Since the 2012 Olympics, the Canary Wharf skyline has become famous nationally and around the world. However in the next few years the skyline on the Canary Wharf estate and at the top of the island will change dramatically.
Most visitors to Canary Wharf will be probably unaware of the new developments which are taking place in the east and west fringes of the estate. Over the last few months, there has been considerable work on the two major schemes New Phase (formerly known as Wood Wharf) and the Newfoundland development.
The developments are unusual due to the locality of the docks and the limited access onto the estate. Massive pontoons have been used to take large cranes between the sites and dredgers have been used to clean the bottom of the docks.
Both of the developments have built cofferdams that have reclaimed parts of the dock to enable building to be undertaken.
When completed there will be 58-storey residential tower on the Newfoundland site and the New Phase site will have a mix of uses, including a residential area for over 3,200 new homes, nearly 2 million sq ft of commercial office space, and 335,000 sq ft of shops, restaurants and community uses.
One major development approaching completion is the Crossrail station at Canary Wharf which becames operational in 2018. The station has been built in the North Dock of West India Quay using an innovative box method that was built in the dock itself. Since work began on the new station in May 2009 by creating a 250 x 30 metre watertight dam in the waters of North Dock it has been built ‘top down,’ below the water surface.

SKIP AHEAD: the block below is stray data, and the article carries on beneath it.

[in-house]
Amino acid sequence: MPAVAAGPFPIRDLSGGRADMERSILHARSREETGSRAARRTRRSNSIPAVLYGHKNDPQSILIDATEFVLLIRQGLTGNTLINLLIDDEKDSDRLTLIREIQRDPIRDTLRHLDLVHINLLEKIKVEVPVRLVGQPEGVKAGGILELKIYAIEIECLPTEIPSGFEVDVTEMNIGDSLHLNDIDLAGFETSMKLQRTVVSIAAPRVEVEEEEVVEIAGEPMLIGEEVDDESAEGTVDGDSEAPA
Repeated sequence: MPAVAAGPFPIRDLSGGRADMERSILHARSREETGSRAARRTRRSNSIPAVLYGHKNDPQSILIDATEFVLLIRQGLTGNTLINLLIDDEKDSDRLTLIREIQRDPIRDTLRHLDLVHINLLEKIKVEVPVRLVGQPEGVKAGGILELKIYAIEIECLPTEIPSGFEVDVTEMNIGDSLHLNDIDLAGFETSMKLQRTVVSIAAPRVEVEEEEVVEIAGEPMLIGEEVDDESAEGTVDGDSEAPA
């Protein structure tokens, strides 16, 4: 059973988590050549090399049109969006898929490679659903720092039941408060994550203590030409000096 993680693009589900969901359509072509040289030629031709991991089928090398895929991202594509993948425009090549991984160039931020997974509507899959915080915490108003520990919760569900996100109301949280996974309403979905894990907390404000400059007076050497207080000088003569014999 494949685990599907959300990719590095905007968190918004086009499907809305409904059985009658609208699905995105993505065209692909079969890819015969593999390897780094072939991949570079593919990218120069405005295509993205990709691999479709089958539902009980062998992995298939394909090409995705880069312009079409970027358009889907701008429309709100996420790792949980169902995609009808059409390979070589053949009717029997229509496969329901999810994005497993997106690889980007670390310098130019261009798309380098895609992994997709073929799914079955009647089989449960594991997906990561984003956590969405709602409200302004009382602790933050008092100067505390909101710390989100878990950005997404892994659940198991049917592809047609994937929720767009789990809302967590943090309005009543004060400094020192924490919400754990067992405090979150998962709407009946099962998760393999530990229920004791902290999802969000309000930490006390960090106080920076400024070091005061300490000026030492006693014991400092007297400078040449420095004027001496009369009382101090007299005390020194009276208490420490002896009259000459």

Other buildings gradually changing the skyline at the top of the Island is the new Novotel hotel, Baltimore Tower and the Dollar Bay development.
All these developments add up to some of the largest future buildings in London in one of the smallest areas. If Canary Wharf has changed dramatically in the last twenty five years, it is likely to change even more in the next twenty five years.
Having residential developments on the Canary Wharf estate will in many ways change the character of the area and will answer some of the critics who call the development ‘soulless’. However with the working population due to almost double in a decade it is still likely to remain a working destination rather than a place to live.